- One Punch Man is intended to parody certain anime fight sequences and characters, highlighting their flaws and satirizing common Shōnen tropes.
- Boros, the primary villain in One Punch Man, shares similarities with Dragon Ball’s Goku, but he is not a direct parody. Boros’ ability to switch forms and his appearance reference Goku, providing humor and a meaningful story.
- One Punch Man parodies other popular anime series, such as Dragon Ball and Attack on Titan, through character representations and references. It satirizes these series in a humorous way while still delivering a great story.
In a world filled with magnificent anime, just a few stand out, such as One Punch Man, which is widely regarded as one of the best anime series ever created. While there are more realistic or serious anime with deeper plots, like Demon Slayer, One Piece, and My Hero Academia, One Punch Man is on par with these famous names in terms of both popularity and commercial success.
So, what makes One Punch Man so popular? Was it the gag humor? Or was it a parody of other successful anime like Dragon Ball, which fans felt was a breath of fresh air? More importantly, did the author intend it as a parody from the beginning? There are several questions concerning this popular anime, and we will address each one below to determine whether One Punch Man is truly a parody and, if so, what makes it one.
Is One Punch Man Meant to Be a Parody?
While the author never explicitly addressed the subject, it is quite evident that One Punch Man is always meant to be a parody of certain anime fight sequences, particularly of specific characters from prominent anime. Nonetheless, the narrative of One Punch Man is fairly solid, with a few twists and turns to make it more original. The satire originates from characters like Saitama, Garou, Boros, and many others, who remind us that, despite their influence, a good number of popular anime/characters have flaws.
In fact, the anime addresses some common Shōnen tropes, such as Saitama defeating his foes with a single punch rather than dragging the fight for tens of episodes, as well as not paying attention to a villain’s backstory but becoming bored with it. Usually, backstories tend to occur frequently in anime series like Naruto and Fairy Tail, appearing in almost every major action sequence. If we compare these moments with One Punch Man, it’s easy to see that One Punch Man is meant to be a parody, although not in a derogatory manner.
Is Boros a Parody of Dragon Ball’s Goku?
Boros is the primary villain of One Punch Man‘s first season, appearing in the last episode to face Saitama but eventually losing despite activating his three transformations, which granted him immeasurable power. However, fans of Dragon Ball have noticed one thing about the character: his resemblance to Goku and his family. On the surface, Boros and Goku are vastly different, but they have a similar goal: to become stronger and find worthy opponents.
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Boros was fixated on battling a strong opponent and, in his ambition, he had no regard for the collateral damage inflicted on innocents, whereas Goku, despite constantly pursuing power above everything, including his family, never hurt innocents. So, you could say that Boros may be classified as a half-evil version of Goku. Nonetheless, this is not an exact parody because their personalities are shared by powerful characters in many anime series.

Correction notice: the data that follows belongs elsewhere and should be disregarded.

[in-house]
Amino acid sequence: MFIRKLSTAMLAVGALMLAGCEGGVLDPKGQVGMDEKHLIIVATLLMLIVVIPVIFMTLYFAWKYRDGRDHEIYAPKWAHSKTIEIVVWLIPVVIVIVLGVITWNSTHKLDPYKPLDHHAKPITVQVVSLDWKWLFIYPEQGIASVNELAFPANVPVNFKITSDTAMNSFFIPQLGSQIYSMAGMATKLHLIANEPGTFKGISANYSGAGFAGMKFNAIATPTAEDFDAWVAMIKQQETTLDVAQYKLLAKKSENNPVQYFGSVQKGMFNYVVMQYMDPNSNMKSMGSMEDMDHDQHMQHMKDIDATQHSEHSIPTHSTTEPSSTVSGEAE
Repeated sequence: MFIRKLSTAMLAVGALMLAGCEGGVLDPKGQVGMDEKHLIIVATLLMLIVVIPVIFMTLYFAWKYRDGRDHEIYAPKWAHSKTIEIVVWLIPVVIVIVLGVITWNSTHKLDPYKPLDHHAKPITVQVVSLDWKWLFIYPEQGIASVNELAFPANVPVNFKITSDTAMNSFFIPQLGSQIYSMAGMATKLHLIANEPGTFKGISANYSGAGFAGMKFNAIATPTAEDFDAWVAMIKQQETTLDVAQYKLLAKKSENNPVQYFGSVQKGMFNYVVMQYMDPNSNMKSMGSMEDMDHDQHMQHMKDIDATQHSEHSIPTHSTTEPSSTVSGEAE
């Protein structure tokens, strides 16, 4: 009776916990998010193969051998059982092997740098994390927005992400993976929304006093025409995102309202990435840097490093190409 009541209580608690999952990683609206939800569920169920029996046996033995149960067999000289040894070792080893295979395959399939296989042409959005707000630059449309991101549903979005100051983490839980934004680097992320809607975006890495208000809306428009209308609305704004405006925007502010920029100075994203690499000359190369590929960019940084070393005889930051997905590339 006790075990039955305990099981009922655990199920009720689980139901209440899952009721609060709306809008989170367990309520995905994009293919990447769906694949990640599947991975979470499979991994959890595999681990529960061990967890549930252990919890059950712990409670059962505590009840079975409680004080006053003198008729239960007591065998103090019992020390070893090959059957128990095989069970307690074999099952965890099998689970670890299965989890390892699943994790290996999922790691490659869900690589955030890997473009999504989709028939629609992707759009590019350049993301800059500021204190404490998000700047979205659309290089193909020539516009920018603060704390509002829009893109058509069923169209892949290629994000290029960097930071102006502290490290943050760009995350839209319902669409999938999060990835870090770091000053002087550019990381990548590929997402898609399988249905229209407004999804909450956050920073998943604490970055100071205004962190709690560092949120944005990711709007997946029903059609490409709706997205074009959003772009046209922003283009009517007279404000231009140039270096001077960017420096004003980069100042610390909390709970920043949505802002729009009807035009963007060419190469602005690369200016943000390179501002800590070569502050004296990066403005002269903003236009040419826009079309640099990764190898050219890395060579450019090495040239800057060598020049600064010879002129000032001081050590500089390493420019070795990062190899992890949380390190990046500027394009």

However, what truly identifies Boros as a comical version of Goku is his ability to switch between three different forms, just as Goku does in various Super Saiyan forms. Coupled with the spiky hair while transforming into another form, as well as the animation that displays the aura, it is apparent that the inspiration for Goku’s character runs deep in One Punch Man‘s Boros. That being said, it is not a blatant parody of Goku but rather an imitation that provides both humor and a meaningful story for the anime.
How One Punch Man Parodies Other Popular Anime
One Punch Man parodies Dragon Ball in the form of Boros but also highlights common Shōnen anime stereotypes, mainly through the character representations. The anime does a great job of parody right from the beginning when it introduces the Vaccine Man, whom Dragon Ball fans will recognize as Piccolo. In the same episode, we’re introduced to Marugori, who, thanks to his scientist sibling, transforms into a colossal monster, trampling everything in his path and accidentally squishing his brother rather than the main protagonist.
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It was a clear reference to the Colossal Titan character from Attack on Titan, but the ensuing scene proved to be more humorous than horror or tragedy, making it a great satire. Another notable reference was the S-Class hero Flashy Flash, who, while giving off the vibes of The Flash from DC, is more similar to a character from Naruto. Flashy Flash’s childhood is comparable to Naruto Uzumaki, as he grew up in a hidden ninja village, and many of his techniques are identical to those used in the beloved anime.
However, it is later revealed that Flashy Flash’s village is a hellish place where children are held captive, and he has to massacre fellow villagers to survive, which bears resemblance to Itachi’s massacre of the Uchiha clan. There are also numerous references to anime shows such as Hunter x Hunter in the form of Silver Fang and Carnage Kabuto, which further solidifies that One Punch Man was always meant to be a parody of other anime series, which was highly successful at that. One Punch Man is currently available to stream on Hulu.